Marker Logo HMdb.org THE HISTORICAL
MARKER DATABASE
“Bite-Size Bits of Local, National, and Global History”
“Bite-Size Bits of Local, National, and Global History”
Thurmont in Frederick County, Maryland — The American Northeast (Mid-Atlantic)
 

Making Whiskey

 
 
Making Whiskey Marker image. Click for full size.
By Allen C. Browne, December 27, 2014
1. Making Whiskey Marker
Inscription. This Still is typical of one on a family farm. Cracked corn, yeast, sugar, and water were put into a wooden barrel to ferment. The solids were removed, and the liquid was poured into the (1) kettle and heated over a (2) wood fire. Because alcohol boils at a lower temperature than water, the first steam to pass through the (3) worm was alcohol.

Cold Stream water flowing over the worm returned the alcohol to liquid, which flowed into the (4) jug. In an attempt to increase the proof, some distillers ran the alcohol through an intermediate (5) “thump barrel.” Whiskey is alcohol that has been aged in a charred oak barrel.
 
Location. 39° 38.291′ N, 77° 26.697′ W. Marker is in Thurmont, Maryland, in Frederick County. Marker can be reached from Park Central Road. Touch for map. In Catoctin Mountain Park, along the Blue Blazes Trail. Marker is in this post office area: Thurmont MD 21788, United States of America.
 
Other nearby markers. At least 8 other markers are within 2 miles of this marker, measured as the crow flies. Blue Blazes Still (approx. mile away); A Fatal Shootout (approx. 0.3 miles away); A Tradition of Conservation (approx. 0.4 miles away); Catoctin Mountain Geology (approx.
Making Whiskey Marker image. Click for full size.
By Allen C. Browne, December 27, 2014
2. Making Whiskey Marker
1.3 miles away); Second Growth Forest (approx. 1.3 miles away); To the Unknown Dead (approx. 1.9 miles away); Cunningham Falls (approx. 1.9 miles away); Creeger House (approx. 2 miles away). Touch for a list and map of all markers in Thurmont.
 
Categories. Industry & Commerce
 
Kettle and Firebox image. Click for full size.
By Allen C. Browne, December 27, 2014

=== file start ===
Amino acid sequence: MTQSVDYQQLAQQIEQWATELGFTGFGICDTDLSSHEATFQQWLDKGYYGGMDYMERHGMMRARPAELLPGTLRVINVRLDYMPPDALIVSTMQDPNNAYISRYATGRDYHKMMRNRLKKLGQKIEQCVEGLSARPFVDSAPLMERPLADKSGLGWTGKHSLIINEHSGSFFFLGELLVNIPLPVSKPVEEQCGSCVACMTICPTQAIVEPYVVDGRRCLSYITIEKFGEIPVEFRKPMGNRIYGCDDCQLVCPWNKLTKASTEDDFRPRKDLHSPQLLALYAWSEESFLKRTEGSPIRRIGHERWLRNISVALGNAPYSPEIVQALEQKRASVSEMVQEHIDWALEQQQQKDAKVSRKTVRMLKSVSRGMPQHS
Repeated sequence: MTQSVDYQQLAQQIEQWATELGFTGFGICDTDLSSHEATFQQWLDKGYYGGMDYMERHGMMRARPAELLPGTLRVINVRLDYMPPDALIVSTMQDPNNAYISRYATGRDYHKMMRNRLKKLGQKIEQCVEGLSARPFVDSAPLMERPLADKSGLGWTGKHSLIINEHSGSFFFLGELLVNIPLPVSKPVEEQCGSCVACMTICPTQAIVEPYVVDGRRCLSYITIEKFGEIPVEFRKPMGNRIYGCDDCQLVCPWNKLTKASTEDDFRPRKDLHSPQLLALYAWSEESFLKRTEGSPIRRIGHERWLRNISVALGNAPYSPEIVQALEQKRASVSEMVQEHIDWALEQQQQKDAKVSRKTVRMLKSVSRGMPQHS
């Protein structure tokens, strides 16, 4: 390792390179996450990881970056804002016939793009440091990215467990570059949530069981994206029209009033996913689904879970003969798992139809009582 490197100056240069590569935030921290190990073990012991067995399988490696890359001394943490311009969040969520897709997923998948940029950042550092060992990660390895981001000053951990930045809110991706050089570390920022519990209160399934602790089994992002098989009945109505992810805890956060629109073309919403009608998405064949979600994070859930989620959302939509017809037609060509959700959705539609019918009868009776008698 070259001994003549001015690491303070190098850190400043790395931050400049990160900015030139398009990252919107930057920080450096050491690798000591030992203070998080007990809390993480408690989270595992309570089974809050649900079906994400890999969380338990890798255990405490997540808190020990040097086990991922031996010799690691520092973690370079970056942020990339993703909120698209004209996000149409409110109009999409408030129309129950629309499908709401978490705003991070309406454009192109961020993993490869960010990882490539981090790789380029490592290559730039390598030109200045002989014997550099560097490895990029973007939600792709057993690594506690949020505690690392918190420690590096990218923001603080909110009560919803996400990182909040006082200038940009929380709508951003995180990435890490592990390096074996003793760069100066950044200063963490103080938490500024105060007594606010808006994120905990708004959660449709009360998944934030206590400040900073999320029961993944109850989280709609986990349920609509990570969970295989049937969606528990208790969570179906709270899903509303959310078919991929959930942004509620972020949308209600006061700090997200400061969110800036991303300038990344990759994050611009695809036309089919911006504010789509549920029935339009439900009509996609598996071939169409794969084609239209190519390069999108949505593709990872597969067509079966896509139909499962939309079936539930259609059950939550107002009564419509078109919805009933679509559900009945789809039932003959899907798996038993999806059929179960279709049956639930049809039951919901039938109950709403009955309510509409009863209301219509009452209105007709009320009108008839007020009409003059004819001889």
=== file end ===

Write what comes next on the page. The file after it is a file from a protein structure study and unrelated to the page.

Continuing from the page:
3. Kettle and Firebox
Close-up of image on marker
Thump Barrel image. Click for full size.
By Allen C. Browne, December 27, 2014
4. Thump Barrel
Cooling the vapor to a temperature below the condensation point of water (212 F) but still above the condensation point of alcohol (173 F) by bubbling the vapor through water or mash causes the water to condense out leaving a higher percentage of alcohol (proof) in the final product.
Close-up of image on marker
Condenser Barrel, Worm and Jug image. Click for full size.
By Allen C. Browne, December 27, 2014
5. Condenser Barrel, Worm and Jug
Blue Blazes Demonstration Still image. Click for full size.
By Allen C. Browne, December 27, 2014
6. Blue Blazes Demonstration Still
Kettle and Firebox image. Click for full size.
By Allen C. Browne, December 27, 2014
7. Kettle and Firebox
Thumper Barrel image. Click for full size.
By Allen C. Browne, December 27, 2014
8. Thumper Barrel
Water Trough image. Click for full size.
By Allen C. Browne, December 27, 2014
9. Water Trough
This trough carries cold water from the nearby stream to chill the vapor in a coiled tube, or “worm”, running through the condenser barrel.
Condenser Barrel image. Click for full size.
By Allen C. Browne, December 27, 2014
10. Condenser Barrel
Spout image. Click for full size.
By Allen C. Browne, December 27, 2014
11. Spout
"You close that kettle lid down, the whiskey goes round and round, and it comes out here.
 
 
Credits. This page was last revised on June 16, 2016. This page originally submitted on January 1, 2015, by Allen C. Browne of Silver Spring, Maryland. This page has been viewed 310 times since then and 48 times this year. Last updated on January 5, 2015, by Allen C. Browne of Silver Spring, Maryland. Photos:   1, 2, 3, 4, 5, 6, 7, 8, 9, 10, 11. submitted on January 1, 2015, by Allen C. Browne of Silver Spring, Maryland. • Bill Pfingsten was the editor who published this page.
Paid Advertisement